How to Build a Budget (allow for fun / fur)

The word budget literally gives me hives… someone (or worse – me) trying to impose some sort of restriction on my fun? No gracias… I would rather not.

But after going through the process of calculating my net worth, determining that I was definitely in the red (not the sparkly pink of positivity), examining my monthly expenses relative to my income and facing the harsh reality of my credit card debt (all of which was definitely high, high interest), I had to bite the budget bullet.

Taking the time to look closely at where your money is going is key to building a budget that works for you. There is no point in setting yourself an unattainable goal by saying that everything you earn is going straight to pay off your credit cards or other debt… because the reality is – you still have to pay your rent/mortgage, you still have to eat, you still have to get to work, and you still have to have some fun (I’m not a monster).

We have already gone through the initial steps of building a budget –

  1. Calculate your net worthtake stock of your assets and liabilities
  2. Review of your monthly spending, including required expenses, minimum debt repayment and fun money
  3. Determine the priority of repayment of high interest debt

Personally, I would consider any annual interest rate over 7% to be high interest debt… so you may even want to think about including any high interest student loans in this determination.

If you don’t have high interest debt to repay, you can prioritize savings over debt repayment. I will be doing a whole series on savings and making your money work for you but in the meantime, the general best practice for savings is to ensure that you have six to twelve months of expenses tucked away – as an emergency fund. Some people estimate that you only need three to six months but I feel like we should err on the side of caution on this front.

If you do have high interest debt to repay, the focus – after paying your monthly expenses – will be paying off that debt as fast as possible. While there are some ways to stop the bleed of high interest debt all together, let’s just focus on paying that debt down FAST.

Now that you have a clear idea of what you have (or don’t have), what you earn, what you owe and how you should prioritize repayment, what should these numbers look like?

Many budgeting experts organize spending in the following way:

Expense

Percentage of after-tax income

The Needs: Required expenses (housing, minimum debt repayment, utilities, minimum grocery spend)

50%-60%

The Wants: Expenses (daily spending, coffee, entertainment, restaurants, travel, shopping, etc.)

20%-30%

Financial Goals: Accelerated debt repayment and/or savings

10%-30%

In examining my own expenses (Needs and Wants, along with the financial goal of paying off all of my debt within one year), I realized that my living expenses (rent and utilities) were way beyond the 60% of my monthly after-tax income. Even though I loved my apartment and loved living alone, I found a fabulous apartment and a great roommate – saving myself $1225 per month in my Needs category. That sort of cut is not always achievable in every situation but there are lots of ways to cut corners when it comes to your Needs – are you paying too much rent? are you paying too much for electricity, gas, water? are your groceries overpriced (could you be shopping at cheaper grocery stores)?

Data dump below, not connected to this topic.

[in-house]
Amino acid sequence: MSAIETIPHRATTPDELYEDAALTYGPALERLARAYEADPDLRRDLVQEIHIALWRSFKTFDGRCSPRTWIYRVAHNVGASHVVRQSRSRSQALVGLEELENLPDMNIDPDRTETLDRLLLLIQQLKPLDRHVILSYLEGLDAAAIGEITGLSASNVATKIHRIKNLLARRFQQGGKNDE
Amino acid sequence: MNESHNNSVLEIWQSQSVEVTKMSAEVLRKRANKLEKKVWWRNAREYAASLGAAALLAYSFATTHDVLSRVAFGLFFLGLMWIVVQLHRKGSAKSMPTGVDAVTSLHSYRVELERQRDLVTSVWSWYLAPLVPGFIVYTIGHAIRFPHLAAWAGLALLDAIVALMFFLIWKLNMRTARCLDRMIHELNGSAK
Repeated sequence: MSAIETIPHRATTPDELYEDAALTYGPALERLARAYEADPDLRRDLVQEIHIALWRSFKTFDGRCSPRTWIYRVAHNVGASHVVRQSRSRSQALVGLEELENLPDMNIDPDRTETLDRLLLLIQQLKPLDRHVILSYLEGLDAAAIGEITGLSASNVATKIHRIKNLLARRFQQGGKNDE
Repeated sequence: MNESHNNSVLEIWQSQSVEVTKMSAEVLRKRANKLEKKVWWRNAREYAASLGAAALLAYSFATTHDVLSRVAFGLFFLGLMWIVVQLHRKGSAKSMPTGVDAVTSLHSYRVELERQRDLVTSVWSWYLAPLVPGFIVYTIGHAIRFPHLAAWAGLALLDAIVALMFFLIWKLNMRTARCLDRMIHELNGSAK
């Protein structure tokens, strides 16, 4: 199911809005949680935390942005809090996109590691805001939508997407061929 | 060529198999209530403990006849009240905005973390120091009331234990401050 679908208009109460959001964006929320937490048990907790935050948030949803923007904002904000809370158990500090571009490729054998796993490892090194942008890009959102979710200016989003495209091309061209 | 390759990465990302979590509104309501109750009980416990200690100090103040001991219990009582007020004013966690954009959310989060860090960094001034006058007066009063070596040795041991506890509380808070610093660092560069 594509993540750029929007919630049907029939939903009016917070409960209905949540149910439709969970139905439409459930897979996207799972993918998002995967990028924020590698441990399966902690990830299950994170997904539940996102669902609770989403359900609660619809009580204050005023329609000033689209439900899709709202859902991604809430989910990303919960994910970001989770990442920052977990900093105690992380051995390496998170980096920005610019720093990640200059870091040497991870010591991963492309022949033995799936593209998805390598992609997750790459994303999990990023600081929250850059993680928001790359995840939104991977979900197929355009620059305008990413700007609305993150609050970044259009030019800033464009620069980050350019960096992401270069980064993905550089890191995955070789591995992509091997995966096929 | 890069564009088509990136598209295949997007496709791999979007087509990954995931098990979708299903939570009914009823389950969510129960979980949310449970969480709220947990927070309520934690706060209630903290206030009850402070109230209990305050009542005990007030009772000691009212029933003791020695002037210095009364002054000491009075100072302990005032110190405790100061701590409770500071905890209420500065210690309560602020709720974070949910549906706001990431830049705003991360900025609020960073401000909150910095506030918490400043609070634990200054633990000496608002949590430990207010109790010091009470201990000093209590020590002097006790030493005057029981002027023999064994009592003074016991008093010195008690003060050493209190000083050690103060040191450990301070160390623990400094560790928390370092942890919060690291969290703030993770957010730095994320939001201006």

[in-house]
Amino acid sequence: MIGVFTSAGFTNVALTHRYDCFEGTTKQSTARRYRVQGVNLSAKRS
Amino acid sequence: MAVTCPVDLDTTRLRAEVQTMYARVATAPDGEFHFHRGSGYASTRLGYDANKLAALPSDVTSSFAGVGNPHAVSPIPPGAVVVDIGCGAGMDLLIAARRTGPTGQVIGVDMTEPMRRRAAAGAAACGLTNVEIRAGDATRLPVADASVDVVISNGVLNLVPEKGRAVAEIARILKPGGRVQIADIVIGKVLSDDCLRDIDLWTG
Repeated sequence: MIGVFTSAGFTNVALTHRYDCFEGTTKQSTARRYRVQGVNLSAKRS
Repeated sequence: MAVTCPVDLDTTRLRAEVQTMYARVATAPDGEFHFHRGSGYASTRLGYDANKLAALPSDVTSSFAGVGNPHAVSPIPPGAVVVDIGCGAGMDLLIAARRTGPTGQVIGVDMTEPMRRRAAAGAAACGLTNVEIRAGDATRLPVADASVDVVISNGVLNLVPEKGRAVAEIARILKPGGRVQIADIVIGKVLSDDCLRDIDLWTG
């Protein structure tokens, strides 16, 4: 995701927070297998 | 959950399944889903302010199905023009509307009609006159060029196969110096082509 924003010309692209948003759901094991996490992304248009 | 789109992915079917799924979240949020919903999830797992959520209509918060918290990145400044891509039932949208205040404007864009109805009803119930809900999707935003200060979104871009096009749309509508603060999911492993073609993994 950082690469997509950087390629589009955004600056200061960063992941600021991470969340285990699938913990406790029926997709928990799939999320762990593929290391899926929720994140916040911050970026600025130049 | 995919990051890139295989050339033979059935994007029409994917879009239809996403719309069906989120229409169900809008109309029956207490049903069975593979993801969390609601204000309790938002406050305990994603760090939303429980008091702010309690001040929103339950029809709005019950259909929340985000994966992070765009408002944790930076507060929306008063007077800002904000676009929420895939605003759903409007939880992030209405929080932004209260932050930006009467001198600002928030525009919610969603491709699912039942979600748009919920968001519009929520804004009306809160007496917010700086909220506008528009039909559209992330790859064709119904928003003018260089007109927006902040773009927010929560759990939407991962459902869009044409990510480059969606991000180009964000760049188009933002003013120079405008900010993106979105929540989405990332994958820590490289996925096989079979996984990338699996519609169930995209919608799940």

In examining the Wants expenses, I realized that my lunch/coffee spend at work was out of this world –bringing coffee and my lunch (or picking up a cheap salad at the grocery store) was a much better option. I was taking way too many Ubers and taxis while also buying a monthly travel card that wasn’t getting enough use to justify the expense. The Wants category is probably the easiest to cut down… because by definition, they are not required expenses… these are the lifestyle expenditures.

BUT WAIT – CUTTING DOWN THE LIFESTYLE EXPENDITURES?!?!?! OH. HELL. NO.

Before you table flip and storm off into the internet looking for “get rich quick” options (which are all scams – let me save you the trouble)…I still managed to have fun (and buy a white fox fur hat)! And pay off all of my debt (and there was a lot of it)! All in one year!

I was able to cut down my Needs and Wants expenses without having to give up my fun weekends away, traveling around Europe and going out with friends – all in a budget-friendly way… the dream. So yes, I cut back in some areas of my spending but it wasn’t the end of all the fun. I got my Needs/Wants expenses to 60% of my after-tax income, leaving me 40% to go towards aggressive debt repayment (high to low interest rate prioritization). Every month, with the money I had left over, I took a huge chunk out of the remaining balance of the high interest debt – every month, for twelve months.

Building a budget is not a set it and forget it way of living – you can automate things by dividing the money up into separate accounts allocated for different purposes of course but you must keep an eye on your spending. Tracking your spending on a regular basis is a key to successfully managing your money and achieving your financial goals.

There are tons of great budgeting apps out there that can help you with this. Once you have an idea what you should be spending on your different categories of expenses (which you can obviously expand beyond Needs and Wants), a budgeting app is a quick and easy way to monitor and follow your budget every day. Reviews of those apps are in progress – stay tuned.

Happy budgeting!

Sincerely yours in harmonious fun, fur and fiscal responsibility,

Rachel

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